A new poll shows that only 1 in 10 African-Americans thinks the United States has achieved all the goals of the civil rights movement, nearly 50 years after the assassination of Martin Luther King Jr.
The poll by the Associated Press and NORC Center for Public Affairs Research released Friday shows that a majority of African-Americans believe there has been little or no progress on a range of civil rights issues, including fair coverage by the media, political representation and equal economic opportunities.
The poll found that African-Americans were most pessimistic about the criminal justice system, with three-quarters saying there has been little or no progress on fair treatment by police.
It found only one area — voting rights — where majorities of African-Americans believe a lot of progress or some progress has been made for racial equality since the civil rights movement.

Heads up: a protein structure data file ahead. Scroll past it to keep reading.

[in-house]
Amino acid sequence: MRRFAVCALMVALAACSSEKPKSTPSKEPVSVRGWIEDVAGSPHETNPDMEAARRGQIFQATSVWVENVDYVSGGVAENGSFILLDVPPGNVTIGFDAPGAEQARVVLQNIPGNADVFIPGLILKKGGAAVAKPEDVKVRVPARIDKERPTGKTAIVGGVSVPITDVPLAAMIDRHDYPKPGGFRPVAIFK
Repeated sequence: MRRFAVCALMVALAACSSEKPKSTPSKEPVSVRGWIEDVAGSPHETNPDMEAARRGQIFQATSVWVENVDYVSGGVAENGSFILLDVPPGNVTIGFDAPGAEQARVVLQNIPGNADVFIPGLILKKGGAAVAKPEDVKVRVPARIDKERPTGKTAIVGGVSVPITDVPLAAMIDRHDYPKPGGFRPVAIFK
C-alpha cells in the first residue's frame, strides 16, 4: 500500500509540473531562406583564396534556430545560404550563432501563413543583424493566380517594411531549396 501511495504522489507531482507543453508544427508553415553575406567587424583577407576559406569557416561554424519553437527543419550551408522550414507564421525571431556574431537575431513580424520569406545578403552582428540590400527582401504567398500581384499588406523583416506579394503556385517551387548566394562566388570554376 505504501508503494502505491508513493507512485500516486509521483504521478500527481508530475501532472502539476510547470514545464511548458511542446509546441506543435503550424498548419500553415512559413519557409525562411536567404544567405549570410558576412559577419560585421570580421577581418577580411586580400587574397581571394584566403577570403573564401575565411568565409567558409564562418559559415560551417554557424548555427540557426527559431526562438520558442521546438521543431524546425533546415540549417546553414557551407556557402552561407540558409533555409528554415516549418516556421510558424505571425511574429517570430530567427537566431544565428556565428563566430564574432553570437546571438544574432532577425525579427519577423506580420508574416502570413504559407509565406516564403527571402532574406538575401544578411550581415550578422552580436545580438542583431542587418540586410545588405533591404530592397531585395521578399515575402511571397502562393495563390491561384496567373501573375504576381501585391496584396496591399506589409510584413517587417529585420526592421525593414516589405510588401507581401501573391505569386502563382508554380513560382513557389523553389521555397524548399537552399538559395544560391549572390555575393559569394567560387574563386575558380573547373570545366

Thirty percent of Americans — 35 percent of whites and just 8 percent of blacks — said all or most of the goals of the civil rights movement have been achieved, according to the poll. Most of the remainder said partial progress has been achieved.
The poll shows that whites are more likely than blacks to think there has been progress in every area asked about in the poll.
Seventy-nine percent of African-Americans said blacks continue to face disadvantages to getting ahead in the United States, while only 44 percent of whites said the same.
The poll also broke down the respondents by political party and found that 54 percent of Republicans compared to just 14 percent of Democrats think most or all of the goals of the civil rights movement have been achieved.
King was shot and killed on April 4, 1968, while he was at a motel in Memphis, Tennessee. James Earl Ray, a segregationist, pleaded guilty of the killing and spent his life in prison before his death in 1998.
The AP-NORC poll contacted 1,337 adults for the survey on February 15-19.